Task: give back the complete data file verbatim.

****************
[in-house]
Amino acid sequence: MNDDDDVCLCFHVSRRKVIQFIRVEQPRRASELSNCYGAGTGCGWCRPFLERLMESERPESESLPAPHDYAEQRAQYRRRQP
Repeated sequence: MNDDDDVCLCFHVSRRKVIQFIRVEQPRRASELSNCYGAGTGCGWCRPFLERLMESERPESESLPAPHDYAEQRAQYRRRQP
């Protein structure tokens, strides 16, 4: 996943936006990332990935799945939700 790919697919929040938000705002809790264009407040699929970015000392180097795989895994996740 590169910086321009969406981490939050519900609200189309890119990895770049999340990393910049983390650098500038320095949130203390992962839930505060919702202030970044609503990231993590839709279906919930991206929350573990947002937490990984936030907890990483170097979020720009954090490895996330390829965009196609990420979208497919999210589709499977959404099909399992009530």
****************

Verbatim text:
[in-house]
Amino acid sequence: MNDDDDVCLCFHVSRRKVIQFIRVEQPRRASELSNCYGAGTGCGWCRPFLERLMESERPESESLPAPHDYAEQRAQYRRRQP
Repeated sequence: MNDDDDVCLCFHVSRRKVIQFIRVEQPRRASELSNCYGAGTGCGWCRPFLERLMESERPESESLPAPHDYAEQRAQYRRRQP
């Protein structure tokens, strides 16, 4: 996943936006990332990935799945939700 790919697919929040938000705002809790264009407040699929970015000392180097795989895994996740 590169910086321009969406981490939050519900609200189309890119990895770049999340990393910049983390650098500038320095949130203390992962839930505060919702202030970044609503990231993590839709279906919930991206929350573990947002937490990984936030907890990483170097979020720009954090490895996330390829965009196609990420979208497919999210589709499977959404099909399992009530």